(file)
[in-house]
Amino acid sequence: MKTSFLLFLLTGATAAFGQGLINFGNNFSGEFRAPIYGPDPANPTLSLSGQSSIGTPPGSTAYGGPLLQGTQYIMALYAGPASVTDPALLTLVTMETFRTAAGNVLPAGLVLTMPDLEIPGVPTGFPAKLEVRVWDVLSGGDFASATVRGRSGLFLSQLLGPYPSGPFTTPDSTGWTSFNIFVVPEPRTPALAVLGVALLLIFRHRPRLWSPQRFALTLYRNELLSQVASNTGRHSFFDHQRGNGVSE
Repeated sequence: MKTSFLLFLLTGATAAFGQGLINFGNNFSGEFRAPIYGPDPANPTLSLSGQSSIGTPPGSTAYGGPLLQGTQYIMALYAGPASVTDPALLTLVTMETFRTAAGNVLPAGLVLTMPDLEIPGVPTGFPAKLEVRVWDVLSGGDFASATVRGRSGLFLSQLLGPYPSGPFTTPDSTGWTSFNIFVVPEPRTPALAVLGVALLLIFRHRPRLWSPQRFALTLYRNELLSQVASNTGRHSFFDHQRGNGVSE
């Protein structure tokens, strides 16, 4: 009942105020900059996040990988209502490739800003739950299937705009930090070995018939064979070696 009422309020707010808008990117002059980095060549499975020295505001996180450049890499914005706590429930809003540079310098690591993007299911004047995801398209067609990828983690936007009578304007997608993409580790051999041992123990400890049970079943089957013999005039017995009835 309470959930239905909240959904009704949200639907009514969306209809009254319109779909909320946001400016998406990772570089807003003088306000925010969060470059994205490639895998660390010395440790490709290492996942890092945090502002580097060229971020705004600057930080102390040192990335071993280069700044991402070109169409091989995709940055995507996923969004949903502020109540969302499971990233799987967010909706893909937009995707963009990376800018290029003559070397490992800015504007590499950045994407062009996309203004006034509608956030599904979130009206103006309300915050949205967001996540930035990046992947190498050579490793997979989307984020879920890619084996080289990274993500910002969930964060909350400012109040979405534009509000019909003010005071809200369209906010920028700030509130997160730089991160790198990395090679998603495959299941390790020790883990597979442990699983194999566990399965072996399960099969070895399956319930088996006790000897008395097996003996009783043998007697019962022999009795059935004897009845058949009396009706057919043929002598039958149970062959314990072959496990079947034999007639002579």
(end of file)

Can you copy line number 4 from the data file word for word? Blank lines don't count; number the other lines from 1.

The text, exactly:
């Protein structure tokens, strides 16, 4: 009942105020900059996040990988209502490739800003739950299937705009930090070995018939064979070696 009422309020707010808008990117002059980095060549499975020295505001996180450049890499914005706590429930809003540079310098690591993007299911004047995801398209067609990828983690936007009578304007997608993409580790051999041992123990400890049970079943089957013999005039017995009835 309470959930239905909240959904009704949200639907009514969306209809009254319109779909909320946001400016998406990772570089807003003088306000925010969060470059994205490639895998660390010395440790490709290492996942890092945090502002580097060229971020705004600057930080102390040192990335071993280069700044991402070109169409091989995709940055995507996923969004949903502020109540969302499971990233799987967010909706893909937009995707963009990376800018290029003559070397490992800015504007590499950045994407062009996309203004006034509608956030599904979130009206103006309300915050949205967001996540930035990046992947190498050579490793997979989307984020879920890619084996080289990274993500910002969930964060909350400012109040979405534009509000019909003010005071809200369209906010920028700030509130997160730089991160790198990395090679998603495959299941390790020790883990597979442990699983194999566990399965072996399960099969070895399956319930088996006790000897008395097996003996009783043998007697019962022999009795059935004897009845058949009396009706057919043929002598039958149970062959314990072959496990079947034999007639002579």